"We would encourage people participating in a Neighborhood Watch program to be vigilant in their neighborhood and be good witnesses," Paul said. "We do not encourage Neighborhood Watch participants to contact suspicious persons or investigate suspicious situations; rather, they should contact the police. If residents see something in their neighborhood they think is suspicious, they should call the police and not approach."
Last year, Nevada lawmakers drafted legislation that states that a person can use deadly force in self-defense without retreating if the person is not the original aggressor and has the right to be at the location.
The legislation also notes that the person acting in self-defense should "not actively engage in conduct in furtherance of criminal activity at the time deadly force is used."
Eaton estimated that 25 percent who take the store's free gun safety class are first-time owners or those thinking about buying a gun. About half of the attendees are women. A 2009 study conducted by the National Shooting Sports Foundation found that 80 percent of female gun-buyers who responded bought a gun for self-defense, followed by 35 percent for target practice and 24 percent for hunting.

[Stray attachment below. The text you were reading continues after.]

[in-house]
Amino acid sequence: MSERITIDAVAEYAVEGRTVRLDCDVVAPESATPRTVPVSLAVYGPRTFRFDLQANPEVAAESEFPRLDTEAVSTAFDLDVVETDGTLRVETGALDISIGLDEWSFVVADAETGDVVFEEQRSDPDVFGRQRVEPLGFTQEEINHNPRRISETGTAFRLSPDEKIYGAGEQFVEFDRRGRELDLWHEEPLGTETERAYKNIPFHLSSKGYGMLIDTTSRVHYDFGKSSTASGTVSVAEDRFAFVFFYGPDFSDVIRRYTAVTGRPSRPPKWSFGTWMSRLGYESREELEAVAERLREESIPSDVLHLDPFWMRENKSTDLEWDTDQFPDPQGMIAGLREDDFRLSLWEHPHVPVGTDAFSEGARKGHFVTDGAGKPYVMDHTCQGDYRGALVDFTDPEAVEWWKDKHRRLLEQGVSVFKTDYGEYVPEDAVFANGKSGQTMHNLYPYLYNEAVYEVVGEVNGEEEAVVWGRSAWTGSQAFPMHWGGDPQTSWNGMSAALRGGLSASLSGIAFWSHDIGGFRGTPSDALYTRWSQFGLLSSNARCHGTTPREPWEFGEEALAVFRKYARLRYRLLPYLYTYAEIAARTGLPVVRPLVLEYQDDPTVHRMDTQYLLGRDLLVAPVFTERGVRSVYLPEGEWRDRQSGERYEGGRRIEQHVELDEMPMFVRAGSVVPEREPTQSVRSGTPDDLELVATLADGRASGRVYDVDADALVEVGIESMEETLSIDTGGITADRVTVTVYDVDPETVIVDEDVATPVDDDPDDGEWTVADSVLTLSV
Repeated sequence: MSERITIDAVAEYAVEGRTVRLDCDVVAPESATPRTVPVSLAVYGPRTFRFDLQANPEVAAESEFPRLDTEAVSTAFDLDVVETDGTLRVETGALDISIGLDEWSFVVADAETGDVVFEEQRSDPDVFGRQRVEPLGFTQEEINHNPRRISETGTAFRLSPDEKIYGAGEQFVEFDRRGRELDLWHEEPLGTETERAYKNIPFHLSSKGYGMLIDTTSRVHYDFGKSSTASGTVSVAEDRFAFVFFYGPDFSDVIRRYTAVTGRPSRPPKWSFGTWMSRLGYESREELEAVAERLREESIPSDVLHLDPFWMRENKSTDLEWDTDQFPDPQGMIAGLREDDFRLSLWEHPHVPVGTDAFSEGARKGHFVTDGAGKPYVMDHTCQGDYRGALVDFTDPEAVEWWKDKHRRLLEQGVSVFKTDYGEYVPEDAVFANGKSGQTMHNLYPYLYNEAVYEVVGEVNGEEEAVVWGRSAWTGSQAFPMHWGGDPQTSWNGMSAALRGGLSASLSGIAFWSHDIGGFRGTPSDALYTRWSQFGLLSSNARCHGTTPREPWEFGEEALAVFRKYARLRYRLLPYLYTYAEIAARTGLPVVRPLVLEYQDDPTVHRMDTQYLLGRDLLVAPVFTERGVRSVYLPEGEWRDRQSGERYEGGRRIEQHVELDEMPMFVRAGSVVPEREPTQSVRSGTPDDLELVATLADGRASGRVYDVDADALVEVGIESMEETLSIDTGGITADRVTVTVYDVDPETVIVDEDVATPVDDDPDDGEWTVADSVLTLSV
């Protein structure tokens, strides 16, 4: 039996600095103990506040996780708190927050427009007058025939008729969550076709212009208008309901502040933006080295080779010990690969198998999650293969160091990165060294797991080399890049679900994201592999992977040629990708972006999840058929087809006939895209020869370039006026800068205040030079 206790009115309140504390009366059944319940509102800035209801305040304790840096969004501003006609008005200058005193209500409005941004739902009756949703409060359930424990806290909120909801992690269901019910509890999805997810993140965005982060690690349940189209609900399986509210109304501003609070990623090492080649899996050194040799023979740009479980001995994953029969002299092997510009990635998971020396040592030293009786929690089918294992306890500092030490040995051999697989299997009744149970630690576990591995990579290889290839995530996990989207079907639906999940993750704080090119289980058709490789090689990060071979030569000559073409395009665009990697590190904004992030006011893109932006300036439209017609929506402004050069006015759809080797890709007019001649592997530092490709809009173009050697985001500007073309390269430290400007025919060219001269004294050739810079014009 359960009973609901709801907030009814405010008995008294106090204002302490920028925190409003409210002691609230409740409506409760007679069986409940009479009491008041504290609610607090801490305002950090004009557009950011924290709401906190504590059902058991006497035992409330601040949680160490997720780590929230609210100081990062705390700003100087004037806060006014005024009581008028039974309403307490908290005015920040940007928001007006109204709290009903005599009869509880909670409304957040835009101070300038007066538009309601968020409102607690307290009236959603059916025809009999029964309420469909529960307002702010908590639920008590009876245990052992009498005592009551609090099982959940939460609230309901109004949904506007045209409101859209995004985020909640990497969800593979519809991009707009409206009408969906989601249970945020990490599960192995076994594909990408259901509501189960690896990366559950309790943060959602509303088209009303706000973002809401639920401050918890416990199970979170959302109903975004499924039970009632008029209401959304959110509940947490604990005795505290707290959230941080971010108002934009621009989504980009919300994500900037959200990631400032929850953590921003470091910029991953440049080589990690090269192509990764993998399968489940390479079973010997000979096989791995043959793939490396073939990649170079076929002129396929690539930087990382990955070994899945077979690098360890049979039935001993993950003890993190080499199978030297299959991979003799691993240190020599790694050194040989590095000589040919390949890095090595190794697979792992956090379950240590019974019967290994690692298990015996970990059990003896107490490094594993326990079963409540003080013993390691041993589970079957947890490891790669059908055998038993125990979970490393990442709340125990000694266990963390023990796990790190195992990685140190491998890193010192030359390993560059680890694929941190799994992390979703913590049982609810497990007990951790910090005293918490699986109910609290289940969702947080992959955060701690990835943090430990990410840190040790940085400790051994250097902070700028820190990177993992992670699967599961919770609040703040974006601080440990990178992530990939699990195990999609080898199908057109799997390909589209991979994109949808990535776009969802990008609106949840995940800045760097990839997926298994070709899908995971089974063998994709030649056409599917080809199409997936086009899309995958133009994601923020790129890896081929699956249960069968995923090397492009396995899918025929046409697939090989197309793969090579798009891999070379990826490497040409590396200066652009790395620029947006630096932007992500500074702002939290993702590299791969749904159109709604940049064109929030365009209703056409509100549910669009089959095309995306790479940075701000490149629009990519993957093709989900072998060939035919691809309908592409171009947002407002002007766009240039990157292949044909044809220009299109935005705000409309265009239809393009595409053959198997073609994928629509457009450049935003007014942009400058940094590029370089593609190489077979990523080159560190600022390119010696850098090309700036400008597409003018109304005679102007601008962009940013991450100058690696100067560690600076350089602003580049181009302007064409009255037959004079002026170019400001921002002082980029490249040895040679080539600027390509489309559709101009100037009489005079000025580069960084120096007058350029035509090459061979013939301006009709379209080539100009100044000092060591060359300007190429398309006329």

The class also sees juveniles ordered there by the court and people who want a refresher course. The number of attendees varies from five to 30. This day, there were nine adults and six teens. Numbers tend to spike, driven by current events.
"I get (more) interest whenever we have home invasions, and people are being robbed on the street," Eaton said. "Probably 80 percent go on to take the concealed weapons class."
National events can drive interest , too. The 2008 presidential election resulted in an increase in sales at the store by 75 percent to 80 percent, she said, in fear that the Second Amendment would be eliminated.
The two-hour safety class outlined the basics of handgun ownership. Three rules were stressed throughout the class:
n Always keep the muzzle pointed in a safe direction. If inside or near a building, be especially careful.
"A bullet will go through six walls of modern-day construction," Eaton said. "Sheet rock will not stop a bullet."
n Keep your finger outside the trigger guard until you're just about to shoot. The trigger guard is the half oval of metal one's finger has to enter to engage the trigger.
n Ensure that your firearm is unloaded unless you're about to shoot. Transporting a loaded gun, even if the gun safety is engaged, is a bad decision. Gun safety features have been known to fail .
"You are responsible for every round that goes off in your gun," Eaton said.
Brooklyn, N.Y., native Falcony Triunfo took the gun safety class and brought his 14-year-old daughter. He planned to buy a gun for personal safety and for his security job and wanted her to know how to handle it.
"They're always going to be part of society," he said of handguns. "I feel like as an American, it's one of our rights, the right to bear arms. In New York, they're really restrictive not like out here in the West. I feel that as an American it's our right to bear arms and protect ourselves. I'm not kill crazy. I'm not going to kill somebody just because they look at me wrong. At the same time, you've got to be able to defend yourself."
Contact Summerlin/Summerlin South View reporter Jan Hogan at email@example.com or 387-2949.